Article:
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Pregnancy for Dummies

Just kidding!
     Just kidding!
    Competition in the book business is fierce, and nowhere is it more fierce than in the pregnancy information and self-help books.  Several years ago I was invited by a New York publisher to submit a book proposal for just such a pregnancy book.  This particular publisher was fired a week later, but since no one told me, I continued my research earnestly in pursuit of what I was sure would be a lucrative non-fiction writing career.

Here is what I found:

     If you were to actually look into who are writing these books, as I did, you would be very surprised. One of the most popular books is co-written by a nurse, a physical therapist, and a mother.  There's an introduction by an obstetrician, which beefs up the credentials a bit, but the book is still written by parties only interested in childbirth.  For the most part, these books all take apart what is a natural process and generically describe all of the famous feelings, pains, phenomena, and miseries of pregnancy. The information is in most part accurate and legally safe, but it assumes that one size fits all.
     Another book is written by a woman with a feminist agenda, espousing the beauty of natural childbirth at all costs.  Having been in this profession for over twenty years I can assure a woman that each person is different and what might be good for one may not be for another.
     One of the best books I saw was put out by a huge women's magazine publisher.  I was impressed with the detail until I read the blurb about the author on the back cover.  The "author" was a model and fashion consultant who had never been trained medically, but gained her knowledge by "attending several seminars."  It's no secret as to what's going on here.  This book was written by someone who knew what he or she was talking about, but the model was placed on the cover as the alleged author to assure the buying pregnant readership that it was a book for a woman.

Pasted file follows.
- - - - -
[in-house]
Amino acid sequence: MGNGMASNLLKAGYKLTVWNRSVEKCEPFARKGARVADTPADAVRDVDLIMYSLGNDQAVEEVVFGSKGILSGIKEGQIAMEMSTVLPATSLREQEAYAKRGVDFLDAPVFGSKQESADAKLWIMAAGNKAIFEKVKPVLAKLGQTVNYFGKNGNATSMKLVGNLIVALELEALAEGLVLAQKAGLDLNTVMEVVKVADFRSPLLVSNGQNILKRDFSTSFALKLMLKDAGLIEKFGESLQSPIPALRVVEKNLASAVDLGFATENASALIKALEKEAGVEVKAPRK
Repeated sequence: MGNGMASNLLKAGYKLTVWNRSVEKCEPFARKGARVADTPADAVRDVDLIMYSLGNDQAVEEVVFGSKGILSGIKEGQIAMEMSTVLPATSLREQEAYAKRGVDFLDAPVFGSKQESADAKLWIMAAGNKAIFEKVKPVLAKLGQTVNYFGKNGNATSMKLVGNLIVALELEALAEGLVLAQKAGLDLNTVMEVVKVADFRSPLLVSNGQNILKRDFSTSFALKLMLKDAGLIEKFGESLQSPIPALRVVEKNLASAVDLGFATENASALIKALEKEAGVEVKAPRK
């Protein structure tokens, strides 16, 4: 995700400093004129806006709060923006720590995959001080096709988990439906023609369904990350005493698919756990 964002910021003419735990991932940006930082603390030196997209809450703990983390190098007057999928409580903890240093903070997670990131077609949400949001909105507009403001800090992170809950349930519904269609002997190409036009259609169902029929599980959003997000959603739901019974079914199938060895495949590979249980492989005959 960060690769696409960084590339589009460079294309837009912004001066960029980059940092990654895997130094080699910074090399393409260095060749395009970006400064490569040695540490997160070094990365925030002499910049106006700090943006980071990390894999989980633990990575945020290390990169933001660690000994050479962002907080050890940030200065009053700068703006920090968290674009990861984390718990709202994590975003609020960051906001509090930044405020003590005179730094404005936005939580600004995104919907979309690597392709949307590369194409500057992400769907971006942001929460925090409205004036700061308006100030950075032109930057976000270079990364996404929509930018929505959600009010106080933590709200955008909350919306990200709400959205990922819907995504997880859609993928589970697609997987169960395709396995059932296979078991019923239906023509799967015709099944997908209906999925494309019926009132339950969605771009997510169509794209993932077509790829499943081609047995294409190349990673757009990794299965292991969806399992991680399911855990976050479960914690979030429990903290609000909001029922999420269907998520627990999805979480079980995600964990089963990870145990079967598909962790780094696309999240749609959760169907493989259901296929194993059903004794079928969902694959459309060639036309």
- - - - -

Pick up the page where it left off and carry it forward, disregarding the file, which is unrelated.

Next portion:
This whole thing of being a woman to add legitimacy to the field of obstetrics is a very funny joke among us male and female obstetricians.  We have all trained hard to do what we do, and we are proud of the talent we bring to the practice of our specialty.  Yet when we hear a woman on a TV commercial talk of what her ObGyn recommends in tampons, we hear the character say, "Well, 'she' says..."  Of course it's assumed that a woman needs to be treated by a woman, just as it makes as much sense that a person with cancer should only go to an oncologist who has cancer as well.   An obstetrician is usually slightly uncomfortable knowing a patient sought him or her out just to get a female OB--or a male OB.  And these books sneak in the same type of politically correct agendas.  Many speak as if it is understood that one way is far superior to another.  Of course it's better to have a vaginal delivery than a C-section  (But at what cost?).  Of course it's better to breast feed than bottle feed (but at what cost?).  Of course it's better to go Lamaze than to have an epidural (But at what cost?).
     Having a vaginal delivery that causes trauma that takes two hours to repair instead of a C- section that takes a half hour is a victory for who?  Breast-feeding in a woman who can't get it right either because of her or through no fault of her own should not risk malnutrition of her infant.  A woman who screams her way through natural childbirth in spite of having attended all of the classes will have only negative memories of the whole process.  Although it's true that vaginal delivery is better than surgical delivery, breast-fed are best fed, and Lamaze will allow the right candidates to experience a life event like no epidural will afford, still everyone is an individual.  An individual won't find the particular chapter with her name on it in these books that offer no perspective.